John A. Marcille

John A. Marcille

It happens over and over. Somebody has a clever idea for a system that will promote better care and/or lower cost. The health care system as a whole embraces the system, uses it for a while and then finds problems that were not envisioned, or were minimized.

Global capitation encourages primary care doctors to tackle specialty care for which they are not trained. Preauthorization wastes their valuable time and irritates doctors in other ways. Genetic screening may put patients at risk for losing affordable health care coverage.

So it goes. Contributing Editor Bob Carlson's cover story on the gradual demise of a number of financial incentives offered to physicians is another case. The theory here is that incentives to hold down costs may also be incentives to limit care. There is some truth to that, and so courts are stepping in to protect the patient, who too often is a pawn in a game played by employer, health plan, and provider. Sometimes the problems seem larger than they really are.

Many medical groups, in fact, are not happy with this trend. They've been able to balance budgets with care, and do the right thing by everyone, and now they — and society, which will pay more for less — will suffer.

Still, new techniques will be advanced and some of them will work, as have the concepts of centers of excellence and treatment protocols. What's so attractive about this kind of approach is that quality — which everyone wants — comes first, and cost management follows when the correct thing is done at the correct time. The same will be true when (hopefully) we make some progress in suppressing the enormous number of medical errors that injure patients and jack up cost.

The health care system is more than just health care companies. We're all participants; we all have rights and power. Replacing one tool with another (we like carrots more than sticks) is to be expected and embraced.

Managed Care’s Top Ten Articles of 2016

There’s a lot more going on in health care than mergers (Aetna-Humana, Anthem-Cigna) creating huge players. Hundreds of insurers operate in 50 different states. Self-insured employers, ACA public exchanges, Medicare Advantage, and Medicaid managed care plans crowd an increasingly complex market.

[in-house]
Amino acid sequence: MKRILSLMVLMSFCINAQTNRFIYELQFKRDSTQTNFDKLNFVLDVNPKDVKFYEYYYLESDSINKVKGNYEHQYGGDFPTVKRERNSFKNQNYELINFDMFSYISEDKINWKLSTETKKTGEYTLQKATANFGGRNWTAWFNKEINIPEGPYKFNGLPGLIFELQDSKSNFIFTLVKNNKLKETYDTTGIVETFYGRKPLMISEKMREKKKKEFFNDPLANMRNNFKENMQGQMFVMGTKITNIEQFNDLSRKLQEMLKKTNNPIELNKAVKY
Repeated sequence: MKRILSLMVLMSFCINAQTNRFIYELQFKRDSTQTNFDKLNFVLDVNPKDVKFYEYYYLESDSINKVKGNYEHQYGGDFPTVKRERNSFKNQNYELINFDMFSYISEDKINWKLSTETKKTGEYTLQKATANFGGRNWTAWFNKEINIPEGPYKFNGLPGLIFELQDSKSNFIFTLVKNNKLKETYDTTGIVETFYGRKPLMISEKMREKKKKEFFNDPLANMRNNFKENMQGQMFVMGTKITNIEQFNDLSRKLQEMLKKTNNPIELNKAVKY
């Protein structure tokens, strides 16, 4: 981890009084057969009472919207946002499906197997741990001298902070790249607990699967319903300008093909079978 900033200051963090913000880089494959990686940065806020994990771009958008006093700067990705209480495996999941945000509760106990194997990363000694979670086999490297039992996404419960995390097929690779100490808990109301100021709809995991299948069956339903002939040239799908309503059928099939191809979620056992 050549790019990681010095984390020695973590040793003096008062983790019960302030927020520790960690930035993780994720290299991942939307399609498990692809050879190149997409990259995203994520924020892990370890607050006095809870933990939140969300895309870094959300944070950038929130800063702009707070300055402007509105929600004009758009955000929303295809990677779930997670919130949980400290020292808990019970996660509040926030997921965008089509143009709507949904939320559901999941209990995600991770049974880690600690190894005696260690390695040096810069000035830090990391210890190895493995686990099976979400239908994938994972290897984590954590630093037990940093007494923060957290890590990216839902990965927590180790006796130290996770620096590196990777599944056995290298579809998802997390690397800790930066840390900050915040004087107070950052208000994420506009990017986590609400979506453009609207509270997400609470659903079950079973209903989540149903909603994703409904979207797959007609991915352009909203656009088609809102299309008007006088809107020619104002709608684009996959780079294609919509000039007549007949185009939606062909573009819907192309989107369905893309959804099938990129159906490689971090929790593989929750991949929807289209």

Major health care players are determined to make health information exchanges (HIEs) work. The push toward value-based payment alone almost guarantees that HIEs will be tweaked, poked, prodded, and overhauled until they deliver on their promise. The goal: straight talk from and among tech systems.

They bring a different mindset. They’re willing to work in teams and focus on the sort of evidence-based medicine that can guide health care’s transformation into a system based on value. One question: How well will this new generation of data-driven MDs deal with patients?

The surge of new MS treatments have been for the relapsing-remitting form of the disease. There’s hope for sufferers of a different form of MS. By homing in on CD20-positive B cells, ocrelizumab is able to knock them out and other aberrant B cells circulating in the bloodstream.

A flood of tests have insurers ramping up prior authorization and utilization review. Information overload is a problem. As doctors struggle to keep up, health plans need to get ahead of the development of the technology in order to successfully manage genetic testing appropriately.

Having the data is one thing. Knowing how to use it is another. Applying its computational power to the data, a company called RowdMap puts providers into high-, medium-, and low-value buckets compared with peers in their markets, using specific benchmarks to show why outliers differ from the norm.
Competition among manufacturers, industry consolidation, and capitalization on me-too drugs are cranking up generic and branded drug prices. This increase has compelled PBMs, health plan sponsors, and retail pharmacies to find novel ways to turn a profit, often at the expense of the consumer.
The development of recombinant DNA and other technologies has added a new dimension to care. These medications have revolutionized the treatment of rheumatoid arthritis and many of the other 80 or so autoimmune diseases. But they can be budget busters and have a tricky side effect profile.

Shelley Slade
Vogel, Slade & Goldstein

Hub programs have emerged as a profitable new line of business in the sales and distribution side of the pharmaceutical industry that has got more than its fair share of wheeling and dealing. But they spell trouble if they spark collusion, threaten patients, or waste federal dollars.

More companies are self-insuring—and it’s not just large employers that are striking out on their own. The percentage of employers who fully self-insure increased by 44% in 1999 to 63% in 2015. Self-insurance may give employers more control over benefit packages, and stop-loss protects them against uncapped liability.